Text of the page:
The Giants ended up losing three of their last four games, limping into the playoffs, losing in the divisional round to the Philadelphia Eagles.

The Steelers were the second seed in the AFC, beating Rivers and the Chargers in the divisional round, the Baltimore Ravens in the AFC Championship game, and the Arizona Cardinals in the Super Bowl.

In the first five seasons, the class of 2004 has won three of the five Super Bowls.

As you can see by the team stats above, when the three teams focus on the defensive side of the ball and the running game, the teams do better.

But being elite is not about the defense or running game. It is about how the players do when the game is on the line. Here is the career stat line for the quarterback class of 2004:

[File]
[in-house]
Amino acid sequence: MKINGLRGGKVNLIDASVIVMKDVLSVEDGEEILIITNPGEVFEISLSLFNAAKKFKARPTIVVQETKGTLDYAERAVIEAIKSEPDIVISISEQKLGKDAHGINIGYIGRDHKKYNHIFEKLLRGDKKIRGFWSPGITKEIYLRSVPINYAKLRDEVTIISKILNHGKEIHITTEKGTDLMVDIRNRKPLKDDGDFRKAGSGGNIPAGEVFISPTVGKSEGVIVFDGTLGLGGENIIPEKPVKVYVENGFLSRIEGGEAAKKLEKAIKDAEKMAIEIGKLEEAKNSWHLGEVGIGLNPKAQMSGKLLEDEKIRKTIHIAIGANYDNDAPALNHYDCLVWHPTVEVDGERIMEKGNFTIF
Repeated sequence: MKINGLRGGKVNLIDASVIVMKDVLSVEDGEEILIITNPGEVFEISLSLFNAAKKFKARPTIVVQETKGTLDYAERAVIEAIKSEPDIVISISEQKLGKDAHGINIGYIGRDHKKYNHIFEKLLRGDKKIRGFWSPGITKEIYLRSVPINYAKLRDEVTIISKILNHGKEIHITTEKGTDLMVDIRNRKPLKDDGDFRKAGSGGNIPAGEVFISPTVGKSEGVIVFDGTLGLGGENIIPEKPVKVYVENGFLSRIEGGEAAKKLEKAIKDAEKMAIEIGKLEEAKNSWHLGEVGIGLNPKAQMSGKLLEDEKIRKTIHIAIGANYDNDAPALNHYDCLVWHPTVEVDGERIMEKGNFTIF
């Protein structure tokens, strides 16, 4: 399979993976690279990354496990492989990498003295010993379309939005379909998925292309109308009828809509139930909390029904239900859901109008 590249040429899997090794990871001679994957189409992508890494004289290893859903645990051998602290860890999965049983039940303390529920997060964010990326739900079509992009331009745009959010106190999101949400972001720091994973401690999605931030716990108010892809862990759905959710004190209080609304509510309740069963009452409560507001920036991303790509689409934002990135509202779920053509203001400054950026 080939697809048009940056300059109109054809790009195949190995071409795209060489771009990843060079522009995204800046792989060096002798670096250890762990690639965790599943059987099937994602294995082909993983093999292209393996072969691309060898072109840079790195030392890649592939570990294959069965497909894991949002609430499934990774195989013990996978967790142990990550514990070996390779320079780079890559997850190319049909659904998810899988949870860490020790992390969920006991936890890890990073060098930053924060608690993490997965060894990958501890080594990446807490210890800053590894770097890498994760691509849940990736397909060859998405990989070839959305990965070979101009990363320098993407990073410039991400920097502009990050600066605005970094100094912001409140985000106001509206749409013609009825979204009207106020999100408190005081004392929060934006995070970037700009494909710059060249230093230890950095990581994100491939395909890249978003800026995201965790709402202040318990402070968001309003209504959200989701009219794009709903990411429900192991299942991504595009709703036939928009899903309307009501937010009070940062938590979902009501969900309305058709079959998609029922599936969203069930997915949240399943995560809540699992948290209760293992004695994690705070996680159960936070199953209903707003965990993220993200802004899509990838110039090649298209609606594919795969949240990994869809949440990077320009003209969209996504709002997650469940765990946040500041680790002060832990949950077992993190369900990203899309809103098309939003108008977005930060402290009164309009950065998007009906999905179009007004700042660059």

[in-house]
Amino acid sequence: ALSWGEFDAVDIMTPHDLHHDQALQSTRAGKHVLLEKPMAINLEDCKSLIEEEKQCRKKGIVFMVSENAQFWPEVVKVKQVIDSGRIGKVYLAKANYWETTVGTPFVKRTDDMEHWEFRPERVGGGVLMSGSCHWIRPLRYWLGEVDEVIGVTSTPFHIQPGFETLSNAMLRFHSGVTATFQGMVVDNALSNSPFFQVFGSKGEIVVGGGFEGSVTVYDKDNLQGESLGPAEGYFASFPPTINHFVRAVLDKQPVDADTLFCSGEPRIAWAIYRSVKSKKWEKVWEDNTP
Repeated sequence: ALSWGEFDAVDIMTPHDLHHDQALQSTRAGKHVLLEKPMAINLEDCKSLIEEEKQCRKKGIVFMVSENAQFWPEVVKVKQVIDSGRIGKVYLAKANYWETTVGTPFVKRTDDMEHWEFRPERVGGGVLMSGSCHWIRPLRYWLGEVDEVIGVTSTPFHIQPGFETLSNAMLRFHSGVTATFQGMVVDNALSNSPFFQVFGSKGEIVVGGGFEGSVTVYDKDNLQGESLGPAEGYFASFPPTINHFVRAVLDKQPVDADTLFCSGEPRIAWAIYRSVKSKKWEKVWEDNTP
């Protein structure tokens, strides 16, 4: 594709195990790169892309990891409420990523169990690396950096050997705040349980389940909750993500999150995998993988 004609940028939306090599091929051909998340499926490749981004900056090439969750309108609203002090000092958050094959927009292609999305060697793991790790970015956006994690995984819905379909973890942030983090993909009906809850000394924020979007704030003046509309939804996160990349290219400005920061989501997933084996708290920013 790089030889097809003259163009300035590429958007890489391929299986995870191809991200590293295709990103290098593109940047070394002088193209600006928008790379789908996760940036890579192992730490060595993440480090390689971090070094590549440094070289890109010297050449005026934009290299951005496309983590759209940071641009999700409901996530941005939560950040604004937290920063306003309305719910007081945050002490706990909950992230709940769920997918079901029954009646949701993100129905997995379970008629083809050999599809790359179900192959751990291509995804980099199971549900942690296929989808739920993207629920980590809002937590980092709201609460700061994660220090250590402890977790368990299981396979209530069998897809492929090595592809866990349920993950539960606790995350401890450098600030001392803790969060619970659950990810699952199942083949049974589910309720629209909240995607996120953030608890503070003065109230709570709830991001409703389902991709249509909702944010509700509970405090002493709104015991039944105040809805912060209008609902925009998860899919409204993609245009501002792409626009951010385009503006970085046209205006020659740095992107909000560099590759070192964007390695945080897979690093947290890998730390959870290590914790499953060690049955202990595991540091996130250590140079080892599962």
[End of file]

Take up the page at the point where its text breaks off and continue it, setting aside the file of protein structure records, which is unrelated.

Eli Manning: 76.1 QB rating, 55.9 percent completion, 98TD/74 INT

Philip Rivers: 92.9 QB rating, 62.3 percent completion, 78TD/36INT

Ben Roethlisberger, 89.4 QB rating, 62.4 percent completion, 101 TD/69 INT.

If you look at all three of these individuals, they are all on their way to being three of the best the NFL has to offer.

There are great things in store for these three young men. All have the potential and teams to be winning Super Bowls on a regular basis.

With Roethlisberger having two Super Bowl victories under his belt, and Manning with one, you would be hard pressed to not call any of these three players elite. 

Even if you don't agree with me now, you will one day.